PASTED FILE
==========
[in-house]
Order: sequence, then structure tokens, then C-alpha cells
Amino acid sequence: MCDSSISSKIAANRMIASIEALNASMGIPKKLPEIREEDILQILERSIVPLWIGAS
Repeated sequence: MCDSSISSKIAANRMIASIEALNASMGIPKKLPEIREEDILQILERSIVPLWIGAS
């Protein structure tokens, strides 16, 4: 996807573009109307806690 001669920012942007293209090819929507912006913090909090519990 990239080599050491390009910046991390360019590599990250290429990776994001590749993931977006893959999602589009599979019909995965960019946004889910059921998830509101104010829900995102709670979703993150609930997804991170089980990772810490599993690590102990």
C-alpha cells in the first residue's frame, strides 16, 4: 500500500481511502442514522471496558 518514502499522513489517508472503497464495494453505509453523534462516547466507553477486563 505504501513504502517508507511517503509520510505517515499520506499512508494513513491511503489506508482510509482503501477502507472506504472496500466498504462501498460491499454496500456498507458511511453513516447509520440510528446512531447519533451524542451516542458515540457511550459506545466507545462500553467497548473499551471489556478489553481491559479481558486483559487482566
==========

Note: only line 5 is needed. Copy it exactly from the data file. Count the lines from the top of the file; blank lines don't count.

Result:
């Protein structure tokens, strides 16, 4: 996807573009109307806690 001669920012942007293209090819929507912006913090909090519990 990239080599050491390009910046991390360019590599990250290429990776994001590749993931977006893959999602589009599979019909995965960019946004889910059921998830509101104010829900995102709670979703993150609930997804991170089980990772810490599993690590102990």